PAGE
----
Generative AI has emerged as a powerful force of change, disrupting and transforming various industries, including the cybersecurity sector. Its ability to create new data, identify patterns, and generate solutions offers immense potential for enhancing security measures. However, as with any new technology, there are also new risks and challenges that need to be addressed. By embracing generative AI and actively working to address its security challenges, organizations can stay ahead of cyber threats and leverage this technology to their advantage. With the undeniable impact that generative AI is already having on cybersecurity, we can expect to see continued evolution and innovation in the industry in the coming years.
About Symmetry Systems and DataGuard
Symmetry Systems helps organizations protect their most mission-critical and sensitive information with cutting-edge technology that secures data from the data out, not the perimeter in. Symmetry’s data security solution, DataGuard helps organizations understand:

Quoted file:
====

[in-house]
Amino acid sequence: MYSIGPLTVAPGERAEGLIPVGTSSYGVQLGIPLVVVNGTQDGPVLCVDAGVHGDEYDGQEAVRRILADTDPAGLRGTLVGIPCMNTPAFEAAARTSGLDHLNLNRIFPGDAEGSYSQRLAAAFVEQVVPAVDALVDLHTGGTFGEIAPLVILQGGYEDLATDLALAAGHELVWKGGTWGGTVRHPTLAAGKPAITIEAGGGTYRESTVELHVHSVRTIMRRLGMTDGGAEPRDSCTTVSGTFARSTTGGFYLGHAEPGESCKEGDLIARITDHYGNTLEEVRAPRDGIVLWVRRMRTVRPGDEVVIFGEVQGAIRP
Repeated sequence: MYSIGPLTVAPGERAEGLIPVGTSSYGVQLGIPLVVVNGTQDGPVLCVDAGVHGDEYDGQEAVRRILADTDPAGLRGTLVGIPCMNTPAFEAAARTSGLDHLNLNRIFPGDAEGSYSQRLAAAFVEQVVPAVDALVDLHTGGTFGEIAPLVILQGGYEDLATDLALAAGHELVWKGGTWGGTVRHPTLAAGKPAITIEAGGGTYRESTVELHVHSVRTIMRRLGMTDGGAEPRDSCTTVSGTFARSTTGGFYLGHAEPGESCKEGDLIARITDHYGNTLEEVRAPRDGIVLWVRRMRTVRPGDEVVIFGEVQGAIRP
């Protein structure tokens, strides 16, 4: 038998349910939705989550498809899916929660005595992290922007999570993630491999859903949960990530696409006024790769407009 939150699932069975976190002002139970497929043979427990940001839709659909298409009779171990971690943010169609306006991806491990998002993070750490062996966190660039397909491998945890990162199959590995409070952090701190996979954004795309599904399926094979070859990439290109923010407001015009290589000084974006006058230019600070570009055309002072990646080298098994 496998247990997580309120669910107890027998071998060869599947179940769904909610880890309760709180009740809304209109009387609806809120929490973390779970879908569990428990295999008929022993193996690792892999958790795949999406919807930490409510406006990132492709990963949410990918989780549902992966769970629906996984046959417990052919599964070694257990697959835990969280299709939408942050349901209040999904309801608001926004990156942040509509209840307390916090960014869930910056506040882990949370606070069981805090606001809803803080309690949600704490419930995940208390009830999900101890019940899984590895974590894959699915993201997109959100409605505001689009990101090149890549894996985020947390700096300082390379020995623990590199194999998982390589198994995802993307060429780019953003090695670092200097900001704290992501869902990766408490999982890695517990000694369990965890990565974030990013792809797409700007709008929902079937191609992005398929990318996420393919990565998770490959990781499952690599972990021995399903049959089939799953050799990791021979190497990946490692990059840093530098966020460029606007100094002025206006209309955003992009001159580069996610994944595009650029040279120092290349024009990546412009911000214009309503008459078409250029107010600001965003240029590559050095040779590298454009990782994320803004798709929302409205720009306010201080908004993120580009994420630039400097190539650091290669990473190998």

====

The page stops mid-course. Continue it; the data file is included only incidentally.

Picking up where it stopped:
- What data do we/you have?
- Who or what can access the data?
- How is the data being used?
Organizations today rely on massive volumes of data to operate. And with all that data comes security challenges. As the pioneer behind Data Security Posture Management (DSPM), Symmetry System’s is redefining what a data-centric approach to cybersecurity looks like—security from the data out, not the perimeter in—using a deployment approach that integrates Zero Trust and can examine data in different environments at the same time: the cloud, on-prem, or both.
Generative AI refers to artificial intelligence systems designed to generate new data, such as text, images, audio, or video, based on existing examples or patterns. The main goal of generative AI is to learn the underlying distributions and patterns in a given data set and then use this information to generate new, similar, but previously unseen data. This technology is used in a wide range of applications, from creative arts to scientific research and marketing. Generative AI employs powerful generative ML models (e.g. transformers, diffusion models, generative adversarial networks, variational autoencoders, etc). Generative ML models learn to model the underlying probability distribution of the training data and generate new samples from it.